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PhysOrg: news on page 6

Fouled waters reveal lasting legacy of US mining industry

Every day many millions of gallons of water loaded with arsenic, lead and other toxic metals flow from some of the most contaminated mining sites in the U.S. and into surrounding lakes and streams

Samsung bends over backwards to rev smartphone desire

Samsung on Wednesday is expected to unveil new flagship smartphones including one with a screen that can fold closed like a book as it seeks to boost the moribund market.

App-based delivery men highlight India's growing gig economy

Suraj Nachre works long hours and regularly misses meals but he treasures his job as a driver for a food delivery startup—working in a booming industry that highlights India's expanding apps-based

Air France-KLM more than doubles profits in 2018 despite strikes

Air France-KLM, which was badly hit last year by strikes and management upheaval, reported on Wednesday that its annual net profits rose by 150 percent to 409 million euros ($463 million).

Trump signs 'Space Force' directive

President Donald Trump signed an order Tuesday outlining his vision for a new "Space Force" that could one day become a separate military branch on an equal footing to the Army and Navy.

Northern Red Sea coral reefs may survive a hot, grim future

As the outlook for coral reefs across a warming planet grows grimmer, scientists in Israel have discovered a rare glimmer of hope: The corals of the northern Red Sea may survive, and even thrive, into

Investigators figure out how to block new antibiotic resistance gene

A new antimicrobial-resistance gene, VCC-1, a ß-lactamase gene, has been discovered in benign close relatives of virulent Vibrio cholerae, which causes cholera. Now, a team of Canadian researchers has

New compound could help treat ovarian cancer

Scientists from the University of Sheffield have discovered a compound that could be more effective in treating certain cancers than standard chemotherapy.

Darwin's finches don't tell the whole story of avian evolution

The connection between bird diet and skull shape is surprisingly weak for most species according to a new study led by UCL and the Natural History Museum, rewriting our understanding of how ecosystems

Want to learn about dinosaurs? Pick up some Louisiana roadkill

Fossil-hunting can be grueling, but it's usually not gross. Paleontologists typically work with things that have been dead for millions of years, mineralized into rock and no longer smelly. At the end

Former UN leader tours climate adaptation projects in Miami

Former U.N. Secretary-General Ban Ki-moon says he's impressed with Miami's efforts to cope with rising sea levels— and he wishes President Donald Trump were paying attention, too.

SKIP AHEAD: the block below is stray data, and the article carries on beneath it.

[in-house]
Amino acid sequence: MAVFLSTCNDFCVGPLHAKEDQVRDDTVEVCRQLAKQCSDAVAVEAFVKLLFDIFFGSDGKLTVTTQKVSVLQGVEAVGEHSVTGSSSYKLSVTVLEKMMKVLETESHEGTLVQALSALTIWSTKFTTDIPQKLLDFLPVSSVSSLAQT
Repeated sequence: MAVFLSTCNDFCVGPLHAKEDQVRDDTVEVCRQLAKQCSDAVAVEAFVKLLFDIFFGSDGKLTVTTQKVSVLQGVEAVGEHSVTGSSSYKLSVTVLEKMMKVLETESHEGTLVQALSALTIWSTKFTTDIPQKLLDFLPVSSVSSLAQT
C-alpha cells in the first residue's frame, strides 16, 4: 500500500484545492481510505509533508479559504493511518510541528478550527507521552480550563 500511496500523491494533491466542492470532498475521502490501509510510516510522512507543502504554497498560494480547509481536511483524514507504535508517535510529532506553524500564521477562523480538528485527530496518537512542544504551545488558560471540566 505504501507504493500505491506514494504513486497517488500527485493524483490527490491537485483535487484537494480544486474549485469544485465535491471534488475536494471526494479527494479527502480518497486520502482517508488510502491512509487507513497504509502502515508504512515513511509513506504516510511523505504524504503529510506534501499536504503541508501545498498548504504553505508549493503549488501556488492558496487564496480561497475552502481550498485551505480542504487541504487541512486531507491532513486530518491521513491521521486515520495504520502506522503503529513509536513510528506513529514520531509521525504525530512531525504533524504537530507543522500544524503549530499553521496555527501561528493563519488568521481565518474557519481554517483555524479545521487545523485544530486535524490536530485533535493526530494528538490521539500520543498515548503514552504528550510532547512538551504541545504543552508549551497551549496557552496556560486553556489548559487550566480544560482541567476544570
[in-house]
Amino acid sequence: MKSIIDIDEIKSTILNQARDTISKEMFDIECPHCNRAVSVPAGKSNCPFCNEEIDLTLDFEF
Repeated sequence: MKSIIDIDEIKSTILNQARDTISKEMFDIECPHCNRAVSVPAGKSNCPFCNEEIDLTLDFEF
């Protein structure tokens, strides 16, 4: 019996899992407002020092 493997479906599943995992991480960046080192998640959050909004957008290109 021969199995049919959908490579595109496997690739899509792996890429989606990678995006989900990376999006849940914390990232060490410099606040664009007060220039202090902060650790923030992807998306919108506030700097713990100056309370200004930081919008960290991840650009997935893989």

Weather on Mars: Chilly with a chance of 'dust devils'

If you're planning a trip to Elysium Planitia on Mars, pack a sweater.

Prenatal forest fire exposure stunts children's growth

Forest fires are more harmful than previously imagined, causing stunted growth in children who were exposed to smoke while in the womb, according to new research from Duke University and the National

Jobs vs. death toll: Calculating corporate death penalties

Is there a threshold an entire industry crosses when it does more harm than good? Michigan Technological University researchers set out to examine the question with numbers.

Great disparities exist in how news media cover terror attacks

Terror attacks carried out by Muslims receive on average 357 percent more media coverage than those committed by other groups, according to a University of Alabama researcher's newly published study.

Solar tadpole-like jets seen with NASA'S IRIS add new clue to age-old mystery

Scientists have discovered tadpole-shaped jets coming out of regions with intense magnetic fields on the Sun. Unlike those living on Earth, these "tadpoles"—formally called pseudo-shocks—are made

'Swindon's finished': UK town in shock over Honda plant closure

"It is going to be a disaster," Mary Day warned, capturing the sense of doom that descended on the working class English town of Swindon after Honda announced it was closing its local plant after more

Ford pulls out of S. America truck business, closes Brazil plant

US automaker Ford said Tuesday it was pulling out of the commercial heavy truck business in South America, closing a plant in Brazil employing 2,800 workers that has been operating for half a century.

US airlines to offer non-binary gender options

US carriers will soon offer passengers additional options besides "male" and "female" when they buy tickets, an airlines trade association said Tuesday.

Trump moving closer to goal of creating a Space Force

President Donald Trump is moving closer toward his goal of creating a Space Force, just not as the separate military department he envisioned.